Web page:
It looks so good I had the same cage and what I did with mine was got a Perspex box made up that fit perfectly inside the cage drilled holes in the middle of it for drainage, then put a layer of pebbles then my soil (you want a good drainage soil) and just plant the plants into the soil I think I have a pic in one of my other post
 

TheBipolarBear

New Member
It looks so good I had the same cage and what I did with mine was got a Perspex box made up that fit perfectly inside the cage drilled holes in the middle of it for drainage, then put a layer of pebbles then my soil (you want a good drainage soil) and just plant the plants into the soil I think I have a pic in one of my other post

You my friend, just gave me an amazing conclusion! Thank you SO much!
- EDIT: I can't find the post of your box, is there any chance you could post a link to it? I'm really intrigued with this solution!
 

juice28

New Member
i was thinking of getting some ground cover type plants and some lattice maybe..run the latice on the open parts of the floor and plant them in my pots...and just letting them grow out and down the pots and cover the floor
 

TheBipolarBear

New Member
i was thinking of getting some ground cover type plants and some lattice maybe..run the latice on the open parts of the floor and plant them in my pots...and just letting them grow out and down the pots and cover the floor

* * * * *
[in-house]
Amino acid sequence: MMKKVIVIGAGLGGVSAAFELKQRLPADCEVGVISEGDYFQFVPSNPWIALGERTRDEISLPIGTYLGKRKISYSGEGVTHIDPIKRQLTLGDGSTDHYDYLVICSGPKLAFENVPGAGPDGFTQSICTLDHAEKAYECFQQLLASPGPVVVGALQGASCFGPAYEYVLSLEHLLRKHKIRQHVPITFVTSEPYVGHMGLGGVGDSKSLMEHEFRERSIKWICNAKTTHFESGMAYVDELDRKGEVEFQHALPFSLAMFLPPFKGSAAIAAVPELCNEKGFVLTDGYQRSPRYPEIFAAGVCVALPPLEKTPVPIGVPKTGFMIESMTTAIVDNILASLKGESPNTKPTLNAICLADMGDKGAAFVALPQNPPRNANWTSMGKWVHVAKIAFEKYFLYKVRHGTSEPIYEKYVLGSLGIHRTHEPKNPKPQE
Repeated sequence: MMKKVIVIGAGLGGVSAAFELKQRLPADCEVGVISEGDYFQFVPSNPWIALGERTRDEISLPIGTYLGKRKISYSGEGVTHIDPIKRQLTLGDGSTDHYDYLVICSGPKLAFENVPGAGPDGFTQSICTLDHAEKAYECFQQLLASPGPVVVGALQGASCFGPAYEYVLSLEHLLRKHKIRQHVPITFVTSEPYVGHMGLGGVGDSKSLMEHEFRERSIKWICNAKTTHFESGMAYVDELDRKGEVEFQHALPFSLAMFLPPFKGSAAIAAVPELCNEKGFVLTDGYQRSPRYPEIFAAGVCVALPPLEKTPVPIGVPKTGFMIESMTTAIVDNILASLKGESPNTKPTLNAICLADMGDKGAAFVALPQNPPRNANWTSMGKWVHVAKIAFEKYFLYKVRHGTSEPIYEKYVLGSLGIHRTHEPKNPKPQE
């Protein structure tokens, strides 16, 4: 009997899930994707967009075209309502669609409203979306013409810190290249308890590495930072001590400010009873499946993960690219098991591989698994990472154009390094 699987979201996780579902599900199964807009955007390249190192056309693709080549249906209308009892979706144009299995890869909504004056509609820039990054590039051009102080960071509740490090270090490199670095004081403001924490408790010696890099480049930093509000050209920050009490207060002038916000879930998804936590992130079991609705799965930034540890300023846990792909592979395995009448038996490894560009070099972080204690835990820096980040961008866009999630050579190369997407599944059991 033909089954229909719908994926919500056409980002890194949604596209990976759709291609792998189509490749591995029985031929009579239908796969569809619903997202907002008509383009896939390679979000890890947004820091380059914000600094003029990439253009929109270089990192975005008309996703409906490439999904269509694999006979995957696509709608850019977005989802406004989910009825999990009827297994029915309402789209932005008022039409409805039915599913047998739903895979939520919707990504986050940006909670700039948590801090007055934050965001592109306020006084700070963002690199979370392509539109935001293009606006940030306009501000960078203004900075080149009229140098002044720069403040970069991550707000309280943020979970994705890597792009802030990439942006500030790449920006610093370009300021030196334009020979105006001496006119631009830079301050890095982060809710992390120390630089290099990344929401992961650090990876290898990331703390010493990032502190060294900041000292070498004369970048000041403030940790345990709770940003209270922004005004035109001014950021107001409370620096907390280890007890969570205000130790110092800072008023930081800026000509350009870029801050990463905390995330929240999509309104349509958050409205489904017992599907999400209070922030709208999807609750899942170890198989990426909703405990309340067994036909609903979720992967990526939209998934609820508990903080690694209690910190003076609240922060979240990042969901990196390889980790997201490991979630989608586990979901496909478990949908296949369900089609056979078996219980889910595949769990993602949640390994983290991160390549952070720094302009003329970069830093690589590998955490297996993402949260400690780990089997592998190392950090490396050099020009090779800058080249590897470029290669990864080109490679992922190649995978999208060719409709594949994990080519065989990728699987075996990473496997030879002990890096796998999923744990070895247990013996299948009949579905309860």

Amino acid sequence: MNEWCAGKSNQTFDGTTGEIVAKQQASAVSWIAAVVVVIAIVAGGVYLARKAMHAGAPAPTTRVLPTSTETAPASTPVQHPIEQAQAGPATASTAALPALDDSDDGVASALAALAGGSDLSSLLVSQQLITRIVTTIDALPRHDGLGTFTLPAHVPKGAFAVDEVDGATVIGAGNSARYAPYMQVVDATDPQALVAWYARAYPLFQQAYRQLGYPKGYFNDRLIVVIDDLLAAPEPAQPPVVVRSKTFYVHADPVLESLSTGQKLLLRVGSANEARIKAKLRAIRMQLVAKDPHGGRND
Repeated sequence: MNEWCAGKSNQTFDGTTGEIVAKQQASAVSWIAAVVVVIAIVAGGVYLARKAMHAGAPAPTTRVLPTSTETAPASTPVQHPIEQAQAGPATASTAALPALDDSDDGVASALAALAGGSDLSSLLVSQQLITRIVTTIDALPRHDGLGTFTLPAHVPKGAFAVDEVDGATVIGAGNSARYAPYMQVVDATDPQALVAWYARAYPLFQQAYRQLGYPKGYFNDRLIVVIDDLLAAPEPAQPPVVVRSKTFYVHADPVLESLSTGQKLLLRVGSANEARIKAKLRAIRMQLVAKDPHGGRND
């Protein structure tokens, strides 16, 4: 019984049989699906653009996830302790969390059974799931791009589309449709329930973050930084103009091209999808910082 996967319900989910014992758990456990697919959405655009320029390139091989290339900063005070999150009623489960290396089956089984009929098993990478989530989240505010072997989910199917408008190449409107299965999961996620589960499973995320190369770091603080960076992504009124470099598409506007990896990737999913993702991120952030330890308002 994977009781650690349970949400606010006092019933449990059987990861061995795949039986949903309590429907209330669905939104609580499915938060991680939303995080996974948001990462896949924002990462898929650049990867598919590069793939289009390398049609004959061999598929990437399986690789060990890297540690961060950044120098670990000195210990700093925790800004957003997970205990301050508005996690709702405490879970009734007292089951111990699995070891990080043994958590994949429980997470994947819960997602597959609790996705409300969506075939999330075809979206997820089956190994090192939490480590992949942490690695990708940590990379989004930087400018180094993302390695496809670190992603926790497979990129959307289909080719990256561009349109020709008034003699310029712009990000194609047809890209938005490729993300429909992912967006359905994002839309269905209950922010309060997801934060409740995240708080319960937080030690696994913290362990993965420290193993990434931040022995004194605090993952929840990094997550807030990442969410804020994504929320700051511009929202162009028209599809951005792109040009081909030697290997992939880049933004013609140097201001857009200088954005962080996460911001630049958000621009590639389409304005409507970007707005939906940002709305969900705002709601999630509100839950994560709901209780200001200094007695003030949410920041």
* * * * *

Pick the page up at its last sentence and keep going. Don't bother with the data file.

I considered something similar, then I took into account the possible need to change soil! Having plants wrapped up in that lattice would definitely make that a chore I think!
 

juice28

New Member
yea..either way its gonna be work lol.. if i do that.. i got to worry about have vines all wrapped up everywhere.. if i have a small play box i have to worry about weight and using alot of soil and filler...guess that why i havent done either at this point in time LOL
 

TheBipolarBear

New Member
yea..either way its gonna be work lol.. if i do that.. i got to worry about have vines all wrapped up everywhere.. if i have a small play box i have to worry about weight and using alot of soil and filler...guess that why i havent done either at this point in time LOL